Scientists found animal footprints in the Archosauriforms reptile group, suggesting they prospered before and during the Great Extinction.
BBC on June 18 reported that scientists at the Science Museum in Trento, Italy have found footprints of prehistoric animals at Bletterbach Geopark , Italy.
Footprints found in Italy.(Photo: BBC)
Finding the footprint of an extinct animal is very difficult. Moreover, this is a footprint from more than 250 million years ago, the time when the worst extinction event in Earth's history, also known as the Permian Great Extinction , killed 96% of animals. on the planet.
By combining data from fossil bones and found footprints, scientists realized that Archosauriforms were more diverse than they thought.
Archosauriforms is a branch of reptiles that includes predominant animals such as crocodiles, flying lizards and many other lizards. It is also the group that later formed dinosaurs.
Massimo Bernardi, the museum's expert, said that by searching for footprints of prehistoric animals, his team began to understand " a common language" between two very different data sets. Fossil bones and fossil tracks like footprints. These two data sets are normally separated, not combined.
Archosauriforms are more diverse than we think.(Graphic: Davide Bonadonna)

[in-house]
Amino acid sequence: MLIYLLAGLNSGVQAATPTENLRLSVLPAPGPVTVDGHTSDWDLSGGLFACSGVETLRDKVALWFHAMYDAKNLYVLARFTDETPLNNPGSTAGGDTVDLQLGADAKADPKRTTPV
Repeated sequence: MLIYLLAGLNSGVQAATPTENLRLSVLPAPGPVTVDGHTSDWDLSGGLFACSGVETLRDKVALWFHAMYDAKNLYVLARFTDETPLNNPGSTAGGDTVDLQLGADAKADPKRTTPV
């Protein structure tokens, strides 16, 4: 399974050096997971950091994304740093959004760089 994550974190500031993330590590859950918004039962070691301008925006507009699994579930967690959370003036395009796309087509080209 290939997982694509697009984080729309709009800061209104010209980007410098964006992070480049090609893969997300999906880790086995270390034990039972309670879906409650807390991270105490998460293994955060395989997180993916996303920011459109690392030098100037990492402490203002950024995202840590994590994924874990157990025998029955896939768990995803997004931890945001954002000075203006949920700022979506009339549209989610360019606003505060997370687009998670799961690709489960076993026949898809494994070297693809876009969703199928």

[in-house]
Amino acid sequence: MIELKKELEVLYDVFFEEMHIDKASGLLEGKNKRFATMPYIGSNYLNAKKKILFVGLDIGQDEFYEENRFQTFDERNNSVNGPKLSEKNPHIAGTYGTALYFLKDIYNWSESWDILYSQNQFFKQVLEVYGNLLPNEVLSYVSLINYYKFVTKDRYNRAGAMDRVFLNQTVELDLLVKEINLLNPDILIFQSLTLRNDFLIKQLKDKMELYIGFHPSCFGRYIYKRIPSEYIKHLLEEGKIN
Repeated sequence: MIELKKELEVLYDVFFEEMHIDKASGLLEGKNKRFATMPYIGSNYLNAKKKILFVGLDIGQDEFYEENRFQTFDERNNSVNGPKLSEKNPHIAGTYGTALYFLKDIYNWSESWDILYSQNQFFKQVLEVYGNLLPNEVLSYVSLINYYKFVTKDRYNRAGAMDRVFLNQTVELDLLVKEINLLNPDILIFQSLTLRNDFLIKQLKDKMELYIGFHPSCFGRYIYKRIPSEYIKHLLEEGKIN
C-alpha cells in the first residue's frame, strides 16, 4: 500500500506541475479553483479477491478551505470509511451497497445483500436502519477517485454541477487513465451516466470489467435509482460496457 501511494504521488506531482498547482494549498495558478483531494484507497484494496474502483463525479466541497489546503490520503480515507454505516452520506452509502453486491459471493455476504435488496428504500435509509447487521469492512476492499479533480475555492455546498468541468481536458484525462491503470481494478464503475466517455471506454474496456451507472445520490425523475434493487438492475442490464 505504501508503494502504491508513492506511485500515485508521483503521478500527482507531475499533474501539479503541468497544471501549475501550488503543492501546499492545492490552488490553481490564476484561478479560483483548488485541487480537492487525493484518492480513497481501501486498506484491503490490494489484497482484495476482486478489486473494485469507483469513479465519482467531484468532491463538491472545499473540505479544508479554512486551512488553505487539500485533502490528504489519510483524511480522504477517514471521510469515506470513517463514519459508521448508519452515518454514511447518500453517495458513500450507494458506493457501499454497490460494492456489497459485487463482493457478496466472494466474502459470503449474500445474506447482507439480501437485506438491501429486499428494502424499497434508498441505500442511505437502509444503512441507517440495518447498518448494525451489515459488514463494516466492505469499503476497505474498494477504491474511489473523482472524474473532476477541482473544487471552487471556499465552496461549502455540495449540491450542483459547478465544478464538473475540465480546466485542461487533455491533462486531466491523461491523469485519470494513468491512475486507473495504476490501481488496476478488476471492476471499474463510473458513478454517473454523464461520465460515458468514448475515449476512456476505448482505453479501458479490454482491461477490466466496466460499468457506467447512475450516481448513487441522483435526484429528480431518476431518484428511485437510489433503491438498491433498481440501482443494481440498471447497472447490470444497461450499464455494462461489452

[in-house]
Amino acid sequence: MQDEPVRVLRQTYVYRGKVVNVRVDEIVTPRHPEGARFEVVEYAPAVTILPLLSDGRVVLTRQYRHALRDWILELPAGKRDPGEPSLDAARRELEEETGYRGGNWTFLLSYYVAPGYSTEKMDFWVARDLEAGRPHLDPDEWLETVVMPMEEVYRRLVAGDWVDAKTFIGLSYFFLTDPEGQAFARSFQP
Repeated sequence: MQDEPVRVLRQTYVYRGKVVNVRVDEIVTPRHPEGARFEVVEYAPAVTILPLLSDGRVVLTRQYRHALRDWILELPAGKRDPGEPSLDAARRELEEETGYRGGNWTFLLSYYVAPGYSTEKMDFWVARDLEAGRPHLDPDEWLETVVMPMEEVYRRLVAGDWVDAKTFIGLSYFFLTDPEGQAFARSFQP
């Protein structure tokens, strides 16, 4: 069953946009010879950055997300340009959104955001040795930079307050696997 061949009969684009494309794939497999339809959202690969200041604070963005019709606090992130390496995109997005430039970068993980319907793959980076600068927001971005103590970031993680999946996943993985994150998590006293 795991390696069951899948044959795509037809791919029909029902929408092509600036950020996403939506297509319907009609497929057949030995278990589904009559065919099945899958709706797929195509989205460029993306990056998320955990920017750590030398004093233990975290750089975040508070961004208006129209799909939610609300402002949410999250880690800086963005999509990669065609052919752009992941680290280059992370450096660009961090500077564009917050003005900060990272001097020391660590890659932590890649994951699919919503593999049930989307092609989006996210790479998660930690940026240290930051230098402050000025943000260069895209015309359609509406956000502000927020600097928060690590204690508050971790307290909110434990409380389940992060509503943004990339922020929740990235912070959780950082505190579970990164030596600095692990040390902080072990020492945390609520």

Thanks to the advanced anatomical method, Bernardi and his colleagues confirmed that the found footprints of an Archosaurifoms-like species existed about 10 million years before the Triassic period. This study shows that Archosaurifoms have prospered before or during the Great Depression.
They also found that the animals belong to this group, existed before and after the extinction event, living in very low latitudes. This is in contrast to another study that suggests that all reptiles have moved away from low latitudes or tropical regions due to high temperatures.
" If these little known Archosaurifoms do not survive the end of the Permian extinction, today we will not see the birds flying above our heads and the paleontological books do not mention. dinosaurs, "Bernardi said. Today's birds are descendants of a group of Theropods.
This finding sheds more light on the diversity of Archosauriforms before and after the Great Extinction, helping scientists have more suggestions about the evolution of species, understanding why this group can survive. and develop later.
It is possible that these species have dominant properties to help them survive the Great Extinction, plus a little "luck ", Bernardi concludes.